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Korean Lectureship

A private source of support has provided resources to Calvin for an ongoing Korean lectureship, which brings Korea-focused speakers and performers in the arts to campus.


Dr. Young-Gil Kim, April 10, 2012
Dr. Jinhee Lee
, March 13, 2012
Dr. Hyaeweol Choi,   April 12, 2011
Dr. John S. Park, March 15, 2011
Dr. Wayne Patterson, March 29 and 30, 2010
Dr. Sang Lee, October 6 and 7, 2009
Dr. Rebecca Kim, March 3, 2009
Dr. Young-Gil Kim, February 11, 2009
Dr. Donald N. Clark, November 20, 2008

Dr. Young-Gil KimDr. Young-Gil Kim
The Mission of Christian Higher Education: The Case for a Korean Christian University
On Tuesday, April 10, 2012 at 3:30 p.m., Dr. Young-Gil Kim will speak in the Commons Annex Lecture Hall. Dr. Kim is the founder and president of Handong Global University (HGU), established in 1995 in Pohang, Korea. Since then he has nurtured HGU to what it is today with his educational philosophy based on cross-border, multi-disciplinary, and whole person education with a global perspective. Prior to becoming president of HGU, Dr. Kim was a professor of material science and engineering at the Korea Advanced Institute of Science and Technology for fifteen years. He earned his PhD in material science and engineering from Rensselaer Polytechnic Institute in Troy, NY.

Dr. Jinhee LeeDr. Jinhee Lee
The Enemy Within: “Malcontent Koreans” within the Japanese Empire
On Tuesday, March 13, 2012 at 3:30 p.m., Dr. Jinhee Lee, associate professor of history at Eastern Illinois University in Charleston, IL will speak in the Chapel Multipurpose (Undercroft) Room.  Dr. Lee received her PhD in East Asian Languages and Cultures from the University of Illinois and will speak to us regarding her research surrounding the riots in the aftermath of the 1923 earthquake in Japan and the  killing of many Koreans in Tokyo.  Presented by the Hubers Asian Studies program and supported by the Korean Lectureship Series.


Dr. Hyaeweol Choi 
Dr. Hyaeweol Choi is a professor of Korean studies and director of the Korea Institute at the Australian National University in Canberra, Australia.  Dr. Choi received her BA and MA from Yonsei University in Korea and her PhD from SUNY Buffalo.  She taught at Smith College, University of Kansas, and Arizona State University before joining the faculty at Australia National University.  Her latest book, entitled Gender and Mission Encounters in Korea: New Women, Old Ways (University of California Press,2009) examines the genealogies of the “modern” woman among American Protestant missionaries and Korean intellectuals within the context of Korea’s colonization by Japan at the turn of the twentieth century.  Dr. Choi is the recipient of a 2010 Fulbright research award to support her new book project tentatively entitled A Transnational History of Women in Korea. Dr. Choi will discuss the encounters between Koreans and American protestant missionaries in colonial Korea (1910-1945)and show that what it meant to be a modern Korean woman was deeply bound up in such diverse themes as Korean nationalism, Confucian gender practices, images of the West and Christianity, and growing desires for selfhood.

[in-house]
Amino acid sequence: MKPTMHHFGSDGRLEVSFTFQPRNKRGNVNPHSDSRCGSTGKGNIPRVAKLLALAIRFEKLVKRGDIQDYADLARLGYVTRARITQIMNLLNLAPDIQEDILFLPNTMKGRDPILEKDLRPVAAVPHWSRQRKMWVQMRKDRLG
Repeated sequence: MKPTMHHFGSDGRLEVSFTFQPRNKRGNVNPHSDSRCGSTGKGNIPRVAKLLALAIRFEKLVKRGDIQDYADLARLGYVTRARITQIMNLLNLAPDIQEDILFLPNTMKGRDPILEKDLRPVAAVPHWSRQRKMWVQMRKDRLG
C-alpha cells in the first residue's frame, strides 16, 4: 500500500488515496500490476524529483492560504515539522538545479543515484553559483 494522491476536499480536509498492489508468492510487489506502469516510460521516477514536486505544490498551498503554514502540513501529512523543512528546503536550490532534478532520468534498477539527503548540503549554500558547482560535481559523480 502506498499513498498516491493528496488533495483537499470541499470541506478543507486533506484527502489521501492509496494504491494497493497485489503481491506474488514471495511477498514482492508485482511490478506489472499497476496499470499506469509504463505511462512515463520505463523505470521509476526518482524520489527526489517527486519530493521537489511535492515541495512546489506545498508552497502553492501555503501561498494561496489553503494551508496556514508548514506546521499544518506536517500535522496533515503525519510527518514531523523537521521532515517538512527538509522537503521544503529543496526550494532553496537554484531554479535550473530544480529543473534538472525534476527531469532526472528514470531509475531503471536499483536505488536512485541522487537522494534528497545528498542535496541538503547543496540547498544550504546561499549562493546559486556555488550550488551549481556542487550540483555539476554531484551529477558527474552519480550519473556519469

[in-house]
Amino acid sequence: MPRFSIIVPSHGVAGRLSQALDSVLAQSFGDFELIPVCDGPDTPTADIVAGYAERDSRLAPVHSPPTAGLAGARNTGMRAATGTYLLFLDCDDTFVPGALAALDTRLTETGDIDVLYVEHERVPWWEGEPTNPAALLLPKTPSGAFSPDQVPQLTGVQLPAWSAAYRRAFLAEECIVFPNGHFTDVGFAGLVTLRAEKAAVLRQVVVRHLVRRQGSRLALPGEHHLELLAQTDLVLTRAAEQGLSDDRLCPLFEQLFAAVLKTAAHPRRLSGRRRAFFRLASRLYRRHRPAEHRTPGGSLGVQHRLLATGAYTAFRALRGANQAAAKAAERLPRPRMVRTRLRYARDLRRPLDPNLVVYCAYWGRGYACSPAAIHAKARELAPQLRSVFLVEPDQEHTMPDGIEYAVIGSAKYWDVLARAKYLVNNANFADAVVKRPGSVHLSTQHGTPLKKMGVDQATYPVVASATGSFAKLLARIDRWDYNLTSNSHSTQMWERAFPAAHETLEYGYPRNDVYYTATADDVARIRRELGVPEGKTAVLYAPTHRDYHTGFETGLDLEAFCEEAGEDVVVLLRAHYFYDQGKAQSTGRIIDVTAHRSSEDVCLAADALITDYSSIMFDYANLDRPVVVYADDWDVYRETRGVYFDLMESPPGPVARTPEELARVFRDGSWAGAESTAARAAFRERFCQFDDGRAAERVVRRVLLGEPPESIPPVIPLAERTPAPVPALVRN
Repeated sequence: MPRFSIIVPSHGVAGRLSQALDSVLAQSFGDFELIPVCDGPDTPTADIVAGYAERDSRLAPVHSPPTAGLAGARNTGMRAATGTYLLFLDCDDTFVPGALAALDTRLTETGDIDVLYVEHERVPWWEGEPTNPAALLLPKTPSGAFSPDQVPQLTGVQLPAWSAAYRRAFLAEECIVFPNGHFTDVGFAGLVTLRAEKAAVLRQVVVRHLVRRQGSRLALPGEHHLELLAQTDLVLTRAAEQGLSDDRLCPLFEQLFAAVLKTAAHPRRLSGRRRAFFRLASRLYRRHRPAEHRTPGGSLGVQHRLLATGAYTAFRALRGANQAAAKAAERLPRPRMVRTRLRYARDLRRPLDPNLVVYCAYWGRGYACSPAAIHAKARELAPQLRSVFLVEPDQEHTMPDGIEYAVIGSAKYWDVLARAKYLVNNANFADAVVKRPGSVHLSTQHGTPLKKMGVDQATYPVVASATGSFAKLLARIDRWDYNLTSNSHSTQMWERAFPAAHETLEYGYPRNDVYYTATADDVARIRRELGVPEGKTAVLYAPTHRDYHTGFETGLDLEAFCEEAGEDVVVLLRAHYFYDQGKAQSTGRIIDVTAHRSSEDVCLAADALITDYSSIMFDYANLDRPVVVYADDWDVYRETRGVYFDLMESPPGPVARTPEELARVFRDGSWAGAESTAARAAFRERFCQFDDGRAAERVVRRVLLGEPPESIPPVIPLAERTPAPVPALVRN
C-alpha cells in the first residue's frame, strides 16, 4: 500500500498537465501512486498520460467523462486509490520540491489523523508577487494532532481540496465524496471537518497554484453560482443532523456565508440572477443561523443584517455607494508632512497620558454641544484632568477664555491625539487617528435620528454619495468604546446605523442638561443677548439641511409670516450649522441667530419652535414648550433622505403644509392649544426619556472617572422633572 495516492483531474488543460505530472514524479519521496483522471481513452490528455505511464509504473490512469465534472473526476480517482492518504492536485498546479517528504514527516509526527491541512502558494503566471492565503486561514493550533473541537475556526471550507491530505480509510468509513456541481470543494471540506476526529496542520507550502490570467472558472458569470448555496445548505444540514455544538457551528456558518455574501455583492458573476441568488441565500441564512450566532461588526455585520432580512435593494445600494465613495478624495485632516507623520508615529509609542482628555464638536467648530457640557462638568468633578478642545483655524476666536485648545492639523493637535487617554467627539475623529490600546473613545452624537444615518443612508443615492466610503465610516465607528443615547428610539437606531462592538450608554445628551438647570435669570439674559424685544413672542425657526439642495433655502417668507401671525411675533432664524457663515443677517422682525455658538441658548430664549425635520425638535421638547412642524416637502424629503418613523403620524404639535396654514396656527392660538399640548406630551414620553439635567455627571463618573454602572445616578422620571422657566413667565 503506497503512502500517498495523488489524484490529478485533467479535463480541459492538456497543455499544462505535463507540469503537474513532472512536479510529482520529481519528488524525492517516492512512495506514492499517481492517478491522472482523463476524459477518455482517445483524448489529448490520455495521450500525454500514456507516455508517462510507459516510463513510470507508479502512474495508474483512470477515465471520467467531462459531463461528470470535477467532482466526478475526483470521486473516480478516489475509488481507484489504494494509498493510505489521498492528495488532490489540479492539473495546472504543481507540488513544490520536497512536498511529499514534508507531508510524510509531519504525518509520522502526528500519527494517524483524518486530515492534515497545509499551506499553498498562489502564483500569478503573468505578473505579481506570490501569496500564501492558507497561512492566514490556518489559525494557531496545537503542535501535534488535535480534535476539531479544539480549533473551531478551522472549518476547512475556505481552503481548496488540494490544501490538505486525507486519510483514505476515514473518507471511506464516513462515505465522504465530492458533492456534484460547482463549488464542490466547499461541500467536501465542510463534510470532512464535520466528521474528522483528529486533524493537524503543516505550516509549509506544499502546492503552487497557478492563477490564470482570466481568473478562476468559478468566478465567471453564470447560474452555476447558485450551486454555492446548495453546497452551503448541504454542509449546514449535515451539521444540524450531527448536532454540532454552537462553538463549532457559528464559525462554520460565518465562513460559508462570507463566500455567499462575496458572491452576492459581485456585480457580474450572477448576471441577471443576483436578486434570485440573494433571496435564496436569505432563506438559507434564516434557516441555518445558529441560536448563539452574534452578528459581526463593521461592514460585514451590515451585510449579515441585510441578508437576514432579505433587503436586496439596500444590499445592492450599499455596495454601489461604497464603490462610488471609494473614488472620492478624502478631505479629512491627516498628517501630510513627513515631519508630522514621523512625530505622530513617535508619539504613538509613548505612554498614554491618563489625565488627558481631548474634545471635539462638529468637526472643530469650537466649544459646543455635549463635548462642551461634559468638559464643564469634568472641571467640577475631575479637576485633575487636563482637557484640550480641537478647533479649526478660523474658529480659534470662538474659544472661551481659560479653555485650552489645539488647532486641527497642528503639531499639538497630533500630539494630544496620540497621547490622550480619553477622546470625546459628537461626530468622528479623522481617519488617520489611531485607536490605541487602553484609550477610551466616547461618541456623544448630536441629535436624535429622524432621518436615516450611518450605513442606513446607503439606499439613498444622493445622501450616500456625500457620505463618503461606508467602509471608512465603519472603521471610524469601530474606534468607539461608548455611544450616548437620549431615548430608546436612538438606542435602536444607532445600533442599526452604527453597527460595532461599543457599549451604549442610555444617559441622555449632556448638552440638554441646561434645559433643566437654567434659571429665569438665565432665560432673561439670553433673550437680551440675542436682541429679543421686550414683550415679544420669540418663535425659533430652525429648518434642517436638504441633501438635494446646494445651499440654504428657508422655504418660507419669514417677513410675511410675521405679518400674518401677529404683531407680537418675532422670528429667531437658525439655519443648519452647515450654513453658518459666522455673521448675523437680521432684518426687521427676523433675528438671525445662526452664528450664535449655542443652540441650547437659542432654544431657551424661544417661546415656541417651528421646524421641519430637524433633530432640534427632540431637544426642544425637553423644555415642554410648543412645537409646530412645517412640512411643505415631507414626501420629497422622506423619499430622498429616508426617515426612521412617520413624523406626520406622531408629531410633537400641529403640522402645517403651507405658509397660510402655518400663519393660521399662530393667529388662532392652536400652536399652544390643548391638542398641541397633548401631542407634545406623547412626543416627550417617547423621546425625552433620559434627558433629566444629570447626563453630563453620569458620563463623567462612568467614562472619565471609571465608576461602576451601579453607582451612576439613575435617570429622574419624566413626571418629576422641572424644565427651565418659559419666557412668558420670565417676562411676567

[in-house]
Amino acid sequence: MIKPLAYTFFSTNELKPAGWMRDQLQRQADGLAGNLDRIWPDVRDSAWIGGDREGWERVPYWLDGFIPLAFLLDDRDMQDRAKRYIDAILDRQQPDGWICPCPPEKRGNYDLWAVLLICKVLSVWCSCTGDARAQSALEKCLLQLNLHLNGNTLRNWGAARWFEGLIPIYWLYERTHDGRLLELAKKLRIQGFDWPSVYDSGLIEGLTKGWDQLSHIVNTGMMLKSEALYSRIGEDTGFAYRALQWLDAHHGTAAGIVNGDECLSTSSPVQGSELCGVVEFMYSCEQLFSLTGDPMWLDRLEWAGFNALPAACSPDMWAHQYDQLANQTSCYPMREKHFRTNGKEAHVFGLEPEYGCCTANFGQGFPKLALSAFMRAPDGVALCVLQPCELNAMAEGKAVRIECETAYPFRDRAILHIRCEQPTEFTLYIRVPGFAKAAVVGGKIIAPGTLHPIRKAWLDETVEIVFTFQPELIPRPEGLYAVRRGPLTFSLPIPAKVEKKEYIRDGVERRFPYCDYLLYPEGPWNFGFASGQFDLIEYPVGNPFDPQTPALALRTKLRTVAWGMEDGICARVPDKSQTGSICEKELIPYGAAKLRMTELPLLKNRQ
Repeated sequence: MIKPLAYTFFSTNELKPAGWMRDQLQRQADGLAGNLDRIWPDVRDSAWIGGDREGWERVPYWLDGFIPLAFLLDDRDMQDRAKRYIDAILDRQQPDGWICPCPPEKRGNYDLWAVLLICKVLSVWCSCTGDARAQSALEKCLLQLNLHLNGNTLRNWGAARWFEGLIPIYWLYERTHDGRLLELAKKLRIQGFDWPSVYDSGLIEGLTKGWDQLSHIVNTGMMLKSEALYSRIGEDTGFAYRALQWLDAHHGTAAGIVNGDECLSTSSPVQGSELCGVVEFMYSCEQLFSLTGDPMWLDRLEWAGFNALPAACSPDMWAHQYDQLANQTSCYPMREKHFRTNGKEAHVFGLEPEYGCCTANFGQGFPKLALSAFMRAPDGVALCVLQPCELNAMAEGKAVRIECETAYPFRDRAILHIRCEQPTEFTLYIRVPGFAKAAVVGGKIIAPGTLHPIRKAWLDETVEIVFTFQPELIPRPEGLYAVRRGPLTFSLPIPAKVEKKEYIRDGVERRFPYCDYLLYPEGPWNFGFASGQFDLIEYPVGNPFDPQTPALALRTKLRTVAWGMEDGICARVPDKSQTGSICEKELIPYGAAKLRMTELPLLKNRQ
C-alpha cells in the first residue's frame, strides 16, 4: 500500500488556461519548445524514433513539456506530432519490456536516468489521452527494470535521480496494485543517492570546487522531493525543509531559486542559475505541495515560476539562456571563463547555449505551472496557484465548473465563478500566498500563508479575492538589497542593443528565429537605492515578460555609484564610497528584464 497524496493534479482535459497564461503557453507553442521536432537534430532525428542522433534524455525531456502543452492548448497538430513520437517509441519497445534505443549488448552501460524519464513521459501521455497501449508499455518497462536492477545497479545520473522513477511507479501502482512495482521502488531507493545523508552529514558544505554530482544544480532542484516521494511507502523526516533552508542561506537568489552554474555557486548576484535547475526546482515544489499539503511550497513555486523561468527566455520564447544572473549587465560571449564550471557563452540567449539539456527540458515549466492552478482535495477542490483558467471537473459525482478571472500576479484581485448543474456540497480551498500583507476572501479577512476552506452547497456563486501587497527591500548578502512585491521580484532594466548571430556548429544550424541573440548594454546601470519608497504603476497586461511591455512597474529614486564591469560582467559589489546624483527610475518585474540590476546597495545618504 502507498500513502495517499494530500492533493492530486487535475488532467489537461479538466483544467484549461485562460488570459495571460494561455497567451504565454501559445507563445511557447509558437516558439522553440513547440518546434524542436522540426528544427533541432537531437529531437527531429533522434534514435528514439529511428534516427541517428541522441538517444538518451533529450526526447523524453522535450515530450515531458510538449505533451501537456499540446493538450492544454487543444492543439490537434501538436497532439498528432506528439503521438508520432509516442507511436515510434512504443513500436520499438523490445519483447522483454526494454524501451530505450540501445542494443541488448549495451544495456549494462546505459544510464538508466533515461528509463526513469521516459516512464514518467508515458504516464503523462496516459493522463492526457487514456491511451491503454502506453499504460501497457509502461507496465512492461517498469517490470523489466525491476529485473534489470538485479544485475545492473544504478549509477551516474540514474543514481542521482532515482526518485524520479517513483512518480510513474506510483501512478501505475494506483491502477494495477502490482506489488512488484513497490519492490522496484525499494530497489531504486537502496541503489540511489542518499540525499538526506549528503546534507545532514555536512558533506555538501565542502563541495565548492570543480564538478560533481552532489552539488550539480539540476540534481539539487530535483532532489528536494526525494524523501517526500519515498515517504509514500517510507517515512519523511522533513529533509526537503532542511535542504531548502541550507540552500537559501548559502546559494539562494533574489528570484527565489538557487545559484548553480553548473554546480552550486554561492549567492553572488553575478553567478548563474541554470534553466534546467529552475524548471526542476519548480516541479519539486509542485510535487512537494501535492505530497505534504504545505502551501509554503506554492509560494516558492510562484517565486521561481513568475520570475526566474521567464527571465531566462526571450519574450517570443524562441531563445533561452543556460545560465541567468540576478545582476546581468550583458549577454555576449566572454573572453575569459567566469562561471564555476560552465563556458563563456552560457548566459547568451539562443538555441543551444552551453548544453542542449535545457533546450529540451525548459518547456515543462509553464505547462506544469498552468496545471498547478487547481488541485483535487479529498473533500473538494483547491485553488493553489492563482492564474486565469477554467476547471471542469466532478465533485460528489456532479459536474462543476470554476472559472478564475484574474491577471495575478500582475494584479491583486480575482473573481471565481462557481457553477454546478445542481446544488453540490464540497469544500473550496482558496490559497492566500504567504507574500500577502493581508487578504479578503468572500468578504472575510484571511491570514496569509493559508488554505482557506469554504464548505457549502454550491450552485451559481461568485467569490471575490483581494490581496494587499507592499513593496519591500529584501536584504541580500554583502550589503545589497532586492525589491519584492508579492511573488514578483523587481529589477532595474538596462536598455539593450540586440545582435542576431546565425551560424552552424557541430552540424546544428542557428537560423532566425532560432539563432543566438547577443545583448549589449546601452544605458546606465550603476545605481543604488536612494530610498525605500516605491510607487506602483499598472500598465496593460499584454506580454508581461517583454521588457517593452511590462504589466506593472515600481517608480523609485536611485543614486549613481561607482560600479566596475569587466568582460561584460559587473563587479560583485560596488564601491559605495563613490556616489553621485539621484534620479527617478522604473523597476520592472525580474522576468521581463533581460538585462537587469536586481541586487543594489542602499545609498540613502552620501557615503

April 12, 2011
“Christian Modern Womanhood in Korea”


Dr. John S. Park, March 15, 2011
John S. Park is a scholar in the 18th and 19th century German theology and Christian ethics. After he completed his undergraduate work in South Korea, he came to the States for further studies in theology at Fuller and Princeton Theological Seminaries and received a doctoral degree from the Claremont Graduate University. Since 1997 he has taught theology and ethics at Haggard School of Theology in Azusa Pacific University. He also worked as the Asian Program director at the school. Currently, as special advisor to the president of the university, he travels extensively to Asia to promote Christian higher education as an integral part of being a responsible citizen of God's kingdom in the 21st century.  Dr. Park will discuss the tensions on the Korean Peninsula between North and South Korea.

March 15, 2011
“Why the Korean Peninsula?”